Some gimmicks are overused. There is an elephant, leopard, and lion attack. This is a bit much if the reader knows something about the actual behavior of wild animals and it all begins to feel like a cliched cop-out by the time it plays out.

Also, this is not a novel for the post-Me Too world. Again, here is your fair trigger warning. Sex is detailed and errs on the side of porn. The book is rather insensitive to the aftereffects of rape on a woman's psyche - especially that of multiple rapes. While there is an attempt to make the woman a strong character who rescues herself rather than waiting for her male partner to rescue her, it does fall short of real female understanding. Later in the book, a male character vomits after watching a bomb detonate and I at least couldn't help but think these two events juxtaposed against each other only served to highlight the lack of emotional depth regarding rape.

This is an easy read not meant for children. I sensed the author left things open for the possibility of a third installment.


Book Review: E D Bird's "Goldenviron"

 

E D Bird, Goldenviron (Createspace, 2016) 446 pages, fiction, £10.87. On Amazon.


E D Bird has written an entertaining, if clumsy, mystery novel set in South Africa. This is not the kind of mystery you read to exercise your powers of deduction, however. The reader isn't given the chance to solve the case. But we are along for a "dude flick" plot.

The title refers to a gold mining company at the heart of an alarming number of murders. The characters stumble through several adventures - a hot air balloon ride, an abandoned mine, a kidnapping, a hyena attack, and even an AIDS clinic straight out of Stephen King's imagination - in an attempt to unravel the knots. 

Those sensitive to themes of racism should avoid this book. The "good guys" do at times display a less than open mind and the "bad guys" are overt neo-nazis. There is even a smoking chimney. This is your fair trigger warning.

There are times when the author's clearly evident love of cars overshadows the story. But this is a somewhat fast-paced, action driven book that is sure to delight a readership that prefers an escape rather than a think. 

Monday, April 20, 2020

Postponement


We are sad to have to announce that due to not yet having enough submissions, as well as the general internet overload as a result of the global quarantine causing massive tech issues on our end (indeed, those delayed this notice), we are forced to postpone the Special Yes(ABLED) Is(sue). At this time submissions are still open for it and the next regular is(sue), but the deadline is fluid. That means we will be keeping the submission period for the Yes(ABLED) is(sue) open until further notice. We hope this will encourage you to submit more poems, art, and stories. Quarantine will hopefully give you more time for writing and creating.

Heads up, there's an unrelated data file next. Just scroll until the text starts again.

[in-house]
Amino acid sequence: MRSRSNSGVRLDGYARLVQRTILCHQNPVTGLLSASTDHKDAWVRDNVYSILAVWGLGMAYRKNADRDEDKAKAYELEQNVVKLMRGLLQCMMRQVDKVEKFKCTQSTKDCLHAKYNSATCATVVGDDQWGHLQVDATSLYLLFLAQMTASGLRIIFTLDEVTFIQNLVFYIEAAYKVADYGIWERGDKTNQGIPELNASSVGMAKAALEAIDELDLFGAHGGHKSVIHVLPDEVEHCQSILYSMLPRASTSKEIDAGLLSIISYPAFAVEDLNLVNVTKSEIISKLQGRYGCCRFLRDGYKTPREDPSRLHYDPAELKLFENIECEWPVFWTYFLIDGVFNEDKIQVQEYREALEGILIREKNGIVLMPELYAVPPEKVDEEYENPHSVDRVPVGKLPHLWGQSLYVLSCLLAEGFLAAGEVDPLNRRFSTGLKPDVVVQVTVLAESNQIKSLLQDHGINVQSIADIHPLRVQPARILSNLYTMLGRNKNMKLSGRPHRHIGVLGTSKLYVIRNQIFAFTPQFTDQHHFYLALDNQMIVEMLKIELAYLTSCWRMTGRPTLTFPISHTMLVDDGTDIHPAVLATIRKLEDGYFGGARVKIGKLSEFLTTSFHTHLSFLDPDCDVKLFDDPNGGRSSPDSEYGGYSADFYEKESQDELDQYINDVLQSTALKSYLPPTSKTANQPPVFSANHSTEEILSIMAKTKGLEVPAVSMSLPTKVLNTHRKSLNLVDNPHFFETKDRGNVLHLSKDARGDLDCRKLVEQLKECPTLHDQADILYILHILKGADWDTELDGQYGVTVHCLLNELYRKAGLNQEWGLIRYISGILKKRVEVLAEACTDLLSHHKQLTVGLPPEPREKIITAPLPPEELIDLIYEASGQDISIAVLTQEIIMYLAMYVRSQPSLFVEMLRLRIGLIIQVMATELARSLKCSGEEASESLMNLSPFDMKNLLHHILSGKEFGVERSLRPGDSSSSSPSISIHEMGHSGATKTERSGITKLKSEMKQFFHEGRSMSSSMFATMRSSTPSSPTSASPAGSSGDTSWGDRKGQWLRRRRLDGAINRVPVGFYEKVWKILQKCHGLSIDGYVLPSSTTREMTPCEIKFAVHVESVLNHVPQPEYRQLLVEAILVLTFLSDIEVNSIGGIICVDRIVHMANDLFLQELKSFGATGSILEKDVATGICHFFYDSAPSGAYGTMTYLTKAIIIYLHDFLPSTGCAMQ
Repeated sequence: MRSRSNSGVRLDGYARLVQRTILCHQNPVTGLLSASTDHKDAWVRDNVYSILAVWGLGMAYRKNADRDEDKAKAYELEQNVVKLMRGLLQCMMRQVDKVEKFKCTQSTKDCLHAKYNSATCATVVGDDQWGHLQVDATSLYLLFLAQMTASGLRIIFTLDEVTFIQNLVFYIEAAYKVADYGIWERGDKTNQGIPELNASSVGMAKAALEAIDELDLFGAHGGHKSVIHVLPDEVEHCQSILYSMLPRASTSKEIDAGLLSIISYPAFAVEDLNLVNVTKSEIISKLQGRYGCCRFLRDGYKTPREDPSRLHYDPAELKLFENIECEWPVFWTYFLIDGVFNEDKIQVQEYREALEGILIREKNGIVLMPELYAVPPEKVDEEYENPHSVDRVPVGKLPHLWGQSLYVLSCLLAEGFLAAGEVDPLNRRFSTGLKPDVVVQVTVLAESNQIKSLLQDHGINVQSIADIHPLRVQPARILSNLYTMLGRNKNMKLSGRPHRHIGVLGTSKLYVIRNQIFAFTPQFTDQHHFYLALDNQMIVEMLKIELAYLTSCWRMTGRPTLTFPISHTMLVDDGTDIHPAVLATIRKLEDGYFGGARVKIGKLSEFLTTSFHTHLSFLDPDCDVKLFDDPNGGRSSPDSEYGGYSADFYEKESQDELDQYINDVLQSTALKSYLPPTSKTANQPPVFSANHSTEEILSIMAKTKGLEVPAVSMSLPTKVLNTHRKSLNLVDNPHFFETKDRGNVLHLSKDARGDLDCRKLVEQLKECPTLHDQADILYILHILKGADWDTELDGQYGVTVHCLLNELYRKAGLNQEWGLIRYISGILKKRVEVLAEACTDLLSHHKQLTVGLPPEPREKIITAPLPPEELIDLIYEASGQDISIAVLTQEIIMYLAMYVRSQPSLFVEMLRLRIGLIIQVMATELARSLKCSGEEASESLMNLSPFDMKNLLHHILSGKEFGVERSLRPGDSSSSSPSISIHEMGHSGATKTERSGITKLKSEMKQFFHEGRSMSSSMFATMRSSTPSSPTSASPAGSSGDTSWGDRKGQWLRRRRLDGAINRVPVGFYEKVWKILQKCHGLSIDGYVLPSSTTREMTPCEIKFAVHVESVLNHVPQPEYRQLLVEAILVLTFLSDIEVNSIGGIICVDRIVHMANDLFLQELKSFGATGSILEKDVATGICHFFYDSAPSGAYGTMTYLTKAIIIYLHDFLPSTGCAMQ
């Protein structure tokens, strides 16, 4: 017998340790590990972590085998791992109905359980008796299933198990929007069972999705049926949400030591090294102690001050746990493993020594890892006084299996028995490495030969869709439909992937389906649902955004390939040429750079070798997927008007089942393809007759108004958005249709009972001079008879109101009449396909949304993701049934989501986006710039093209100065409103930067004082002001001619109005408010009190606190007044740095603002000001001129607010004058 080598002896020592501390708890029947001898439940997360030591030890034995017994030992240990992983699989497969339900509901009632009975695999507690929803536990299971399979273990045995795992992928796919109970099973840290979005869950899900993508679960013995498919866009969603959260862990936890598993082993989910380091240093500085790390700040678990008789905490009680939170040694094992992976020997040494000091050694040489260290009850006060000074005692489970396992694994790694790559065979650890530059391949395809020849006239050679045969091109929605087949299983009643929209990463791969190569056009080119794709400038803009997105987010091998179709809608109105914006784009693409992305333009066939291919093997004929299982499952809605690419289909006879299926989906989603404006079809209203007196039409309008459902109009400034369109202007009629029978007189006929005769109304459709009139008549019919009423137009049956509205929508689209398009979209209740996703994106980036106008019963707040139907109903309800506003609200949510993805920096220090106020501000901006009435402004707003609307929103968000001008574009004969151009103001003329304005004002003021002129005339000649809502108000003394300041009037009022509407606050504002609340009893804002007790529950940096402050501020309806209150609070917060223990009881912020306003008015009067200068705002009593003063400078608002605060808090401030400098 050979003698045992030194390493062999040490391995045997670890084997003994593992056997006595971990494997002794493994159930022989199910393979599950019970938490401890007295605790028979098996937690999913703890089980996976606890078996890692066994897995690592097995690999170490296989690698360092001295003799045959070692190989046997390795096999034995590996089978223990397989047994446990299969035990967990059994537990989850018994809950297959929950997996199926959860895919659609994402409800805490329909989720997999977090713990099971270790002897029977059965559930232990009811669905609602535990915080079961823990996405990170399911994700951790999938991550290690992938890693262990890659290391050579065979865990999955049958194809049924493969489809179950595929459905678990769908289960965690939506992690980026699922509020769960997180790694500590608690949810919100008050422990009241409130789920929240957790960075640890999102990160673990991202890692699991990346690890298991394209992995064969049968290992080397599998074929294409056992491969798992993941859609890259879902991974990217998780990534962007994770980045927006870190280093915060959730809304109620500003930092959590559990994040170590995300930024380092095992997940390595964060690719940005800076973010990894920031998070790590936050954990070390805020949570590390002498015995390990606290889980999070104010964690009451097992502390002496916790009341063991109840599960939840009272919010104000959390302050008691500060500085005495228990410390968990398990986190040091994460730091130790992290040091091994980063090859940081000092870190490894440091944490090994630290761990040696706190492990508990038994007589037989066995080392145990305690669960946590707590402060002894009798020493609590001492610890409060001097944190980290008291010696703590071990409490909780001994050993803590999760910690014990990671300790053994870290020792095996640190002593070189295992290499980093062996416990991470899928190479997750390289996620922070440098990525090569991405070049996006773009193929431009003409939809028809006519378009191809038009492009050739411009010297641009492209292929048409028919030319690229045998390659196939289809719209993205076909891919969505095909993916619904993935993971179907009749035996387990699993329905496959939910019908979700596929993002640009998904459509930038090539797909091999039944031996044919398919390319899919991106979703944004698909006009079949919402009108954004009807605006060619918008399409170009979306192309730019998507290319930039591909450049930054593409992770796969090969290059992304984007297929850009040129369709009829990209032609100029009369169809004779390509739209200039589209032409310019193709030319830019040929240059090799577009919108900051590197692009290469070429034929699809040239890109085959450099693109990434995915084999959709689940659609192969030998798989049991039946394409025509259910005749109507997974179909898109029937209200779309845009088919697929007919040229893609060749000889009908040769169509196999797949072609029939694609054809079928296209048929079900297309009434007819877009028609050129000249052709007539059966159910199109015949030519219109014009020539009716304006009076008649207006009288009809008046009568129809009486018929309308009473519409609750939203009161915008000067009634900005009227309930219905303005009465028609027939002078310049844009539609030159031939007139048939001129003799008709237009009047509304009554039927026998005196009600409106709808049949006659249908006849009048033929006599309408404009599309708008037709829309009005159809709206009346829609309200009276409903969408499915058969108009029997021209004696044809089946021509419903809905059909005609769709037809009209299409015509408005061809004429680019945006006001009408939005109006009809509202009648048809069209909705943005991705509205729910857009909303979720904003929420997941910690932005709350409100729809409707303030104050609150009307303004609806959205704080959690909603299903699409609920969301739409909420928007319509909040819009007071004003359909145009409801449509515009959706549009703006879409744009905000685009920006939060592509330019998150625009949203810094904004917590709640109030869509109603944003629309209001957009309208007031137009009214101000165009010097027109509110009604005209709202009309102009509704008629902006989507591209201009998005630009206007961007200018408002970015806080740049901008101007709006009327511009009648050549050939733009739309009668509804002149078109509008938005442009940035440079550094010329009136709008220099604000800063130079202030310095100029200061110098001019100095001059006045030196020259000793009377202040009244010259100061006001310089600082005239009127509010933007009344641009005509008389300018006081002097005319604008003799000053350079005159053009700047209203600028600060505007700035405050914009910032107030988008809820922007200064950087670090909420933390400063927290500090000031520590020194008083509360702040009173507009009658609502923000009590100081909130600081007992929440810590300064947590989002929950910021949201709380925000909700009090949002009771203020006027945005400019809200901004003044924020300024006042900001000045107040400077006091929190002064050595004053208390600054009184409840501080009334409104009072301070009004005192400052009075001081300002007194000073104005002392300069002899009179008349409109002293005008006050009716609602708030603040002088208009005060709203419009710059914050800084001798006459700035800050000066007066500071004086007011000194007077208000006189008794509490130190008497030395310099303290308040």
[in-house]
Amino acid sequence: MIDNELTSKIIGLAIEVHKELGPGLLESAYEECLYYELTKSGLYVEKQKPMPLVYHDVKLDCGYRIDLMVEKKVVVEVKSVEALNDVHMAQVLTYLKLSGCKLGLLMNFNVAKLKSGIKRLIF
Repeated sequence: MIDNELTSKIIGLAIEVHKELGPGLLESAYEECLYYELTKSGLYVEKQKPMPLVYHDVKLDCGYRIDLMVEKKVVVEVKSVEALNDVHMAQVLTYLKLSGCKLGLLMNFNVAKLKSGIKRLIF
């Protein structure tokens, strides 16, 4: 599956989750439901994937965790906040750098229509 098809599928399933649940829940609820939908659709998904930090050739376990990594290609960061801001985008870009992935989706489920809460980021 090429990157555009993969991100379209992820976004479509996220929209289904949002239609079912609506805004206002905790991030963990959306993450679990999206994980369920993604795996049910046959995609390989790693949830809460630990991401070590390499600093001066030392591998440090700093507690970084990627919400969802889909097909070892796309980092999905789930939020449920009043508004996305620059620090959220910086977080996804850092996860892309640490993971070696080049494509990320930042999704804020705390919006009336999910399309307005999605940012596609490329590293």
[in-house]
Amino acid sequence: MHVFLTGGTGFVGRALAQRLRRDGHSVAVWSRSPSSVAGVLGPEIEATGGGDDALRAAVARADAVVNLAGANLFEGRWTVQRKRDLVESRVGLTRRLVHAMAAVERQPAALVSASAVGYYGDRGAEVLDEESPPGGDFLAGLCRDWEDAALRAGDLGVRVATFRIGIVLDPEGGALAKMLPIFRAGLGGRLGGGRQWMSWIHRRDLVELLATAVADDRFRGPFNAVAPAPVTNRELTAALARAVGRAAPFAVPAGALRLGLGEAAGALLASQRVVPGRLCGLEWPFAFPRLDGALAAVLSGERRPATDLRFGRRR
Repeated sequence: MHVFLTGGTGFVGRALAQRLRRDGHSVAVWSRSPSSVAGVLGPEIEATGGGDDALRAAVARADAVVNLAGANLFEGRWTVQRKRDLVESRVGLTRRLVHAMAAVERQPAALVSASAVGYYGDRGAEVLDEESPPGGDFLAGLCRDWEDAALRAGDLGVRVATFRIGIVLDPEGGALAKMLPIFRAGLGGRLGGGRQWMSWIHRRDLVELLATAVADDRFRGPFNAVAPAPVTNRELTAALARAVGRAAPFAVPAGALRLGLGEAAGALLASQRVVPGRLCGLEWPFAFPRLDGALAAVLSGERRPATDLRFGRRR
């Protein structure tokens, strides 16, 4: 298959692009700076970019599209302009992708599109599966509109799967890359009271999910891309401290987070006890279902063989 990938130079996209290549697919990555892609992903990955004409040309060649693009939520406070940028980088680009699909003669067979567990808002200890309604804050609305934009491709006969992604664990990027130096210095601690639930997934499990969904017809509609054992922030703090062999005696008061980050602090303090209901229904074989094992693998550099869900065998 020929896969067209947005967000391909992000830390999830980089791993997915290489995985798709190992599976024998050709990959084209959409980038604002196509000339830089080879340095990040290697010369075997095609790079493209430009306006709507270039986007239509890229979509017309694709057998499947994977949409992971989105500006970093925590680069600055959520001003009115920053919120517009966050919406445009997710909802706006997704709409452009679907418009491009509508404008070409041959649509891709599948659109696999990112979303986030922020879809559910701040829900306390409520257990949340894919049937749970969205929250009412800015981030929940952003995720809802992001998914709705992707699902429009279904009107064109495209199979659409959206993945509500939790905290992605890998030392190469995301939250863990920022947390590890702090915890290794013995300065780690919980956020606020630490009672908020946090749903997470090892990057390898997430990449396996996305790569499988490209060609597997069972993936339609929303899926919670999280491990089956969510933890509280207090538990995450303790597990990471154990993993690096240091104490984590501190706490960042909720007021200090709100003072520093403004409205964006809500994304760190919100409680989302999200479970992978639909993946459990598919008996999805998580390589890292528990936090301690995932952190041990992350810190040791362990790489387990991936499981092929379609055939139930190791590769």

We send y’all our love. Please, take care of your mental as well as your physical health - and that of your loved ones and neighbors. We wish you safe passage through this unprecedented time!
Sincerely,

Sabne Raznik
Poetry/Art Ed(itor)

Saturday, February 22, 2020

(YES)Abled Is(sue) Deadline



Dear Kinfolk,

This is a reminder that the deadline for our YES(Abled) Special Is(sue) is March 31, 2020. This is(sue) will feature the work of disabled poets, artists, and short fiction writers or work on disability themes. However, the subject need not be limited to disability. The subject is open. We ask that since we are taking submissions for the regular is(sue) at the same time that you please put “YES(Abled)” in the subject line of your email. www.avantappalachia.com. All our usual guidelines apply.

Also, as mentioned, we are taking submissions for our regular is(sue) at the same time. The deadline for it is May 30, 2020.

Thank you all for making our ezine a leader within its genre!

Sincerely,

Sabne Raznik
Poetry/Art Ed(itor)

Monday, January 13, 2020

(Yes)Abled Is(sue) and North/South Appalachia


Dear Kinfolk,



You heard about it in the email about the Is(sue) 8 release. Here are more details.

We are absolutely thrilled to announce AvantAppal(achia)'s 2nd Special Is(sue), titled (Yes)ABLED! This is(sue) will be dedicated to the work of disabled poets, artists, and short story writers. Subject need not be related to the experience of being disabled, but is open. The usual guidelines apply, with the exception that "(Yes)ABLED" must be included in the email subject line since the submission period for the regular Is(sue) 9 will be open at the same time. This Special Is(sue) will appear and remained archived under Special Is(sues) in the menu for as long as this website continues. The deadline for (Yes)ABLED is March 31, 2020. It will go live on April 15, 2020.

Please spread the word and help us make this Special Is(sue) a success!

Also, the North/South Collective, of which AvantAppal(achia) is a part, just had a reorganization. The new website is here at North/South Appalachia. Poems and art submitted to AvantAppal(achia) that we feel will be a good fit for North/South Appalachia may be included on the North/South blog. We will approach the poet and artist for permission to share work there first, of course.

Thank you so much for making these projects as spectacular as they are!

Sincerely,

Sabne Raznik
Poetry/Art Ed(itor)